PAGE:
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Bootstrap a React Application through the CLI with Create React App

4:19 React lesson by

We’ll go from an empty directory to a solid foundation for an application by running a single command. The create-react-app tool handles all of the complicated setup for us so we can focus on building our application.

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egghead.io

We’ll go from an empty directory to a solid foundation for an application by running a single command. The create-react-app tool handles all of the complicated setup for us so we can focus on building our application.

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gitnicos

Phenomenal course by Andrew! I powered through it and this course raised the bar whole notch up for its clarity, structure and incremental build up of knowledge. Awesome job!

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Ryan

If trying to run this on Linux (Ubuntu 16.04) , I had issues with watchman not running the jest test. Had to install watchman https://medium.com/@vonchristian/how-to-setup-watchman-on-ubuntu-16-04-53196cc0227c#.fdbzp4zbe

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Andrew Van Slaars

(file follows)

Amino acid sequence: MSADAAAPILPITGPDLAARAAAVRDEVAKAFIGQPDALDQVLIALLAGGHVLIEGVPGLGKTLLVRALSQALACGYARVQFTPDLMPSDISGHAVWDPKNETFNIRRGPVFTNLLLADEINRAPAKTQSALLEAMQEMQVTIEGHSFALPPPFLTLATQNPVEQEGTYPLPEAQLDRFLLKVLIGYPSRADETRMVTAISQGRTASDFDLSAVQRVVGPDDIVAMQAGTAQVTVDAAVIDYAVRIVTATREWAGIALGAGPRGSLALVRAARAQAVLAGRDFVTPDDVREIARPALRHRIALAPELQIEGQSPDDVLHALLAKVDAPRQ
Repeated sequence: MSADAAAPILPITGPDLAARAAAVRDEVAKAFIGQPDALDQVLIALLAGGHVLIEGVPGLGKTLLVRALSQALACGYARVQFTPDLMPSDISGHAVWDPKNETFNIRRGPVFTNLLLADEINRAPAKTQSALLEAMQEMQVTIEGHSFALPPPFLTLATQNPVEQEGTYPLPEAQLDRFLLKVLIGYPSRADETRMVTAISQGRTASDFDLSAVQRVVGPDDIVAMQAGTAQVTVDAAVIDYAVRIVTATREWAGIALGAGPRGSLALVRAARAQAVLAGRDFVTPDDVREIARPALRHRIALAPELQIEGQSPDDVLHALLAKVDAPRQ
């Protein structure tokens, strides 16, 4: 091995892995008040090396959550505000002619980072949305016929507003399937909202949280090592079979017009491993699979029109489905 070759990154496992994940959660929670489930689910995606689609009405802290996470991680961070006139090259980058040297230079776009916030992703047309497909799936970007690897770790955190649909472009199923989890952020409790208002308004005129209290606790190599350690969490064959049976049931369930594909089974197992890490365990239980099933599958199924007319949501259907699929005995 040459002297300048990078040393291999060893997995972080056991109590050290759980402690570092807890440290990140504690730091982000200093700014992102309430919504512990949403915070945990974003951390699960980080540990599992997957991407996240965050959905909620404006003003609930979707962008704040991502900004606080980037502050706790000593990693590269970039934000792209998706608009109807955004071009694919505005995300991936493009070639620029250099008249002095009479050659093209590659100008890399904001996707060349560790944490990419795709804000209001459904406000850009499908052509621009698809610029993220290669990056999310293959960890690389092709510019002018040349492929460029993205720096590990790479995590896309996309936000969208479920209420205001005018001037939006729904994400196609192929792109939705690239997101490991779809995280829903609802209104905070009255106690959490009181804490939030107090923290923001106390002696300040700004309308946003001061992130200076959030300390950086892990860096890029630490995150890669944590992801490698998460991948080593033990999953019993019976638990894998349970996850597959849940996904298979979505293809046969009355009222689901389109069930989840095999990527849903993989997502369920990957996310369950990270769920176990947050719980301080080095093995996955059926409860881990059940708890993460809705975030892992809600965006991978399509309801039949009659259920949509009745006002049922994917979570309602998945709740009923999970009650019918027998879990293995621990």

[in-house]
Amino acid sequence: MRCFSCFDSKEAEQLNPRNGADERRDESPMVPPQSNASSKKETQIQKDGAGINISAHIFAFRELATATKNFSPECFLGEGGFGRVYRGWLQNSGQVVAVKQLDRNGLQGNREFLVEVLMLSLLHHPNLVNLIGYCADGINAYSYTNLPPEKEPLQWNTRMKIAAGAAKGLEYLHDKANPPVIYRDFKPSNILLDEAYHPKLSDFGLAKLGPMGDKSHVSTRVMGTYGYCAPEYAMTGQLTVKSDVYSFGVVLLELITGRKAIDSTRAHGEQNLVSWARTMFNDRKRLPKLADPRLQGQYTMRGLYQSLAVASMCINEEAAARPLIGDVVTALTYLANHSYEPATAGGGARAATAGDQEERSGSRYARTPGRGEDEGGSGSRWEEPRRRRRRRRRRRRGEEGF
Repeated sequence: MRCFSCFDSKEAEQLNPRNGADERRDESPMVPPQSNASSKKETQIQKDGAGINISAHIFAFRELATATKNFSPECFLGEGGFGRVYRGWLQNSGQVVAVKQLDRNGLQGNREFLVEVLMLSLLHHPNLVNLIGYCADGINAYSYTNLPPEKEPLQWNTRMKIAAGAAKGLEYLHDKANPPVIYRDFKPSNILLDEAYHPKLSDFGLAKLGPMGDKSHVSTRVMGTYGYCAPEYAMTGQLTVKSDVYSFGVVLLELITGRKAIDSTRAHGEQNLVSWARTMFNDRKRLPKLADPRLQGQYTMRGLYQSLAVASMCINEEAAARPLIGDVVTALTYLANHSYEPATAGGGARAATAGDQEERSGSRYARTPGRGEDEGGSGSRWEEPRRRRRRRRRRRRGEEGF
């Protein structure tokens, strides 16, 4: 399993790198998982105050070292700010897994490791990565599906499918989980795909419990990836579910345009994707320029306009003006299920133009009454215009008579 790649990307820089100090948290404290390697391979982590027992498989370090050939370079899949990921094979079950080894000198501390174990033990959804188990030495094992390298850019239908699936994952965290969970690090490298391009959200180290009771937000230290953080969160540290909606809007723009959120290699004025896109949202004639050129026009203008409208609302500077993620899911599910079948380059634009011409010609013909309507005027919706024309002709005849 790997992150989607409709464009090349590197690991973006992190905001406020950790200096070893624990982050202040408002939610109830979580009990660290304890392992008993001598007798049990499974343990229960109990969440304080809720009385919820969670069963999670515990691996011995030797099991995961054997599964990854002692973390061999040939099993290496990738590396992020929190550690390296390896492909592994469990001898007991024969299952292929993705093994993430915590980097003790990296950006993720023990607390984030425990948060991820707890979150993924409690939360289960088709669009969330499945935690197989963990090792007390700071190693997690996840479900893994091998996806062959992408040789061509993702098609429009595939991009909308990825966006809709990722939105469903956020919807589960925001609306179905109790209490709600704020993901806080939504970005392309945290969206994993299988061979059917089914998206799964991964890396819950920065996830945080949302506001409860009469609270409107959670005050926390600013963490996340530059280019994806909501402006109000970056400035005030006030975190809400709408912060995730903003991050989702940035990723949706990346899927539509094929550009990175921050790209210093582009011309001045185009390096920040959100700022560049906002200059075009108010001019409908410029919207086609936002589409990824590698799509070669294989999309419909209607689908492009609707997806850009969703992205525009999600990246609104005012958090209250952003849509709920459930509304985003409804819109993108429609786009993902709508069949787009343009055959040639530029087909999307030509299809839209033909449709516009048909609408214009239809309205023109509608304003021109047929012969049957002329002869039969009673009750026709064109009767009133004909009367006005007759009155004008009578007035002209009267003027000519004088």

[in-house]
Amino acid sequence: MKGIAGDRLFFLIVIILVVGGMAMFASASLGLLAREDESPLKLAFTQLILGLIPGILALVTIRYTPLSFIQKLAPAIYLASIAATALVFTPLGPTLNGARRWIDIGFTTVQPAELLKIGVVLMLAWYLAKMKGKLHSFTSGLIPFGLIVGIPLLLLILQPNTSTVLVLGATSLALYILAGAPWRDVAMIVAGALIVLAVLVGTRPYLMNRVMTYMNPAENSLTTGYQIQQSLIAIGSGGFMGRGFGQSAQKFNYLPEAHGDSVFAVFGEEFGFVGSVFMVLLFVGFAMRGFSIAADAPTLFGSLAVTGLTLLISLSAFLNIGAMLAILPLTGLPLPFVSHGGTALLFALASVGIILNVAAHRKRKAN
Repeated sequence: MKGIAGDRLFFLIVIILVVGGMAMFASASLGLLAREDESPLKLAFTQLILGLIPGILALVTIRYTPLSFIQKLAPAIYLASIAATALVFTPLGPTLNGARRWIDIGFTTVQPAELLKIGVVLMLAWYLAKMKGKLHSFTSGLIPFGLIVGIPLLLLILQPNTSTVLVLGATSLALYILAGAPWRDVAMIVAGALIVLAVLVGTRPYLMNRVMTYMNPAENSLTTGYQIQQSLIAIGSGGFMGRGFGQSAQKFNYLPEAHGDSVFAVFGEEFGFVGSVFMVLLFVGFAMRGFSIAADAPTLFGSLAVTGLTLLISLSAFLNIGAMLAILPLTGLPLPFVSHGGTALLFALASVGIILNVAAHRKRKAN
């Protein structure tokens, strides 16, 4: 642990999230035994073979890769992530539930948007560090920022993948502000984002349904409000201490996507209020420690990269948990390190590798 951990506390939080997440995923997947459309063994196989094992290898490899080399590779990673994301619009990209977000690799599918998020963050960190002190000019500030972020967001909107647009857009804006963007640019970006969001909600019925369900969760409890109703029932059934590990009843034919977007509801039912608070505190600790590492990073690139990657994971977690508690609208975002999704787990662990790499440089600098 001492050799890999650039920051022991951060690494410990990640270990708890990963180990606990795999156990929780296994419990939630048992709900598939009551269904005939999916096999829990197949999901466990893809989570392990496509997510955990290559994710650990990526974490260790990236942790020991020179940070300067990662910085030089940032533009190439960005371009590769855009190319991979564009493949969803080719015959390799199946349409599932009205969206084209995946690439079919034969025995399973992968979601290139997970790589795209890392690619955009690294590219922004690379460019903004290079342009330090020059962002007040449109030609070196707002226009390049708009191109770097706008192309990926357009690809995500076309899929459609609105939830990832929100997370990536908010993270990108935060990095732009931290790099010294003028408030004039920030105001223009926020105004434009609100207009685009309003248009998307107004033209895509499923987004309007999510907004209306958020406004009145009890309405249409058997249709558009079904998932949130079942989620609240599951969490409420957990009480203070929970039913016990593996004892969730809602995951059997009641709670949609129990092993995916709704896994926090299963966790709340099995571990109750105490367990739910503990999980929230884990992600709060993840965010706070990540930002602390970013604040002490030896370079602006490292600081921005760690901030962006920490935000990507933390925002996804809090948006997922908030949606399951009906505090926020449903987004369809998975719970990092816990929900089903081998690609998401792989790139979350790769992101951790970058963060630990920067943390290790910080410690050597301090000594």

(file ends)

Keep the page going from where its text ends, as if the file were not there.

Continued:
Ryan,

Sorry you ran into issues. Thanks for sharing the fix!

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Andrew Van Slaars

Thank you! So glad you liked the course!

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Derek

This is great so far!

Mind if I ask what theme you're using for Atom?

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Andrew Van Slaars

Derek,

Glad you're enjoying it! I'm using the Atom Material theme for both UI and syntax. I have some more details here: https://vanslaars.io/tools/

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Derek

How about that font that's being used for attributes and such? Man that's nice.

Just finished the course, really awesome. I'm glad you went to into the depth that you did.

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Andrew Van Slaars

The font is operator mono.

Glad you enjoyed the course!!

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Caden Albaugh

Hey Andrew great course so far! Quick question: What terminal plugins are you using to get that nice syntax highlighting?